Mine operators "ignored safety rules and ignored the law", state broadcaster CCTV said, adding that when the blast occurred they delayed reporting the accident to authorities, waiting more than five hours before raising the alert and calling for outside help.
In that time the mine operators tried to mount their own rescue operation, but the improvised rescue crew was untrained and poorly equipped and at least 15 died after being overcome by carbon monoxide fumes, state media said.
Reports said another 15 miners had escaped with minor injuries, but the exact number of miners underground at the time of the blast was unclear.
The State Administration of Coal Mine Safety said on Sunday that the search for survivors had been called off.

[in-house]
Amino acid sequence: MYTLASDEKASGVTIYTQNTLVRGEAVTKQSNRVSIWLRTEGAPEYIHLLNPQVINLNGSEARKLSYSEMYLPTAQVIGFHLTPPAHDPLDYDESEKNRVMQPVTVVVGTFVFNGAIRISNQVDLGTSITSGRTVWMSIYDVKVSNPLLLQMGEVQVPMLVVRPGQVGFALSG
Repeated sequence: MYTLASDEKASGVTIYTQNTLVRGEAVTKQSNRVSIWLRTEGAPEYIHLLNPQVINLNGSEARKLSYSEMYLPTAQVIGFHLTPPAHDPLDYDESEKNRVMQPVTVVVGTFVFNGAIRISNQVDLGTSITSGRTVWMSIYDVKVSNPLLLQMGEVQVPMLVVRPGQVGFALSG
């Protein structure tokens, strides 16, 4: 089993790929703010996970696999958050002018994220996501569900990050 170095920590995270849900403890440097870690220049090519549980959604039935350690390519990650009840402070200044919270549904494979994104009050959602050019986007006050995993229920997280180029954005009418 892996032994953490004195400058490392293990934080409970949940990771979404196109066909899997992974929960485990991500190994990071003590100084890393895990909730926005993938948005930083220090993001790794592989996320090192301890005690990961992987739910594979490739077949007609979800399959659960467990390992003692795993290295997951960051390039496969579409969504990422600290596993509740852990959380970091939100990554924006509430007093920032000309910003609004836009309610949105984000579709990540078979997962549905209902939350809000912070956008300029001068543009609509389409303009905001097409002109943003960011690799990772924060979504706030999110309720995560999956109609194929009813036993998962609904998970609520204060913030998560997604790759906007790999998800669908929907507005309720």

China's coal mines average 13 deaths a day from fires, explosions and floods, making them the world's deadliest.
Chinese mine owners are regularly criticised for attempting to hide accidents from the authorities to avoid being fined or shut down.
Many mine operators cut corners in pursuit of production bonuses, egged on by the booming economy's voracious appetite for coal to generate electricity.
In a rare bit of good news on Monday, reports said 11 men had been rescued from a collapsed iron and gold mine north of Beijing after being trapped underground for more than five days.
The rescued miners said they ate paper and chewed on a boiled leather belt to stay alive, local media said.
"At first, we ate newspaper pages when we got hungry, then orange peel," Wu Pengyong, a 33-year-old miner, was quoted as saying.
"Later we got really hungry. I had a leather belt. I boiled it but it wouldn't cook. I divided this half-cooked belt out with everyone to eat."
Xinhua said the miners were in stable condition and were able to walk out with the help of rescuers.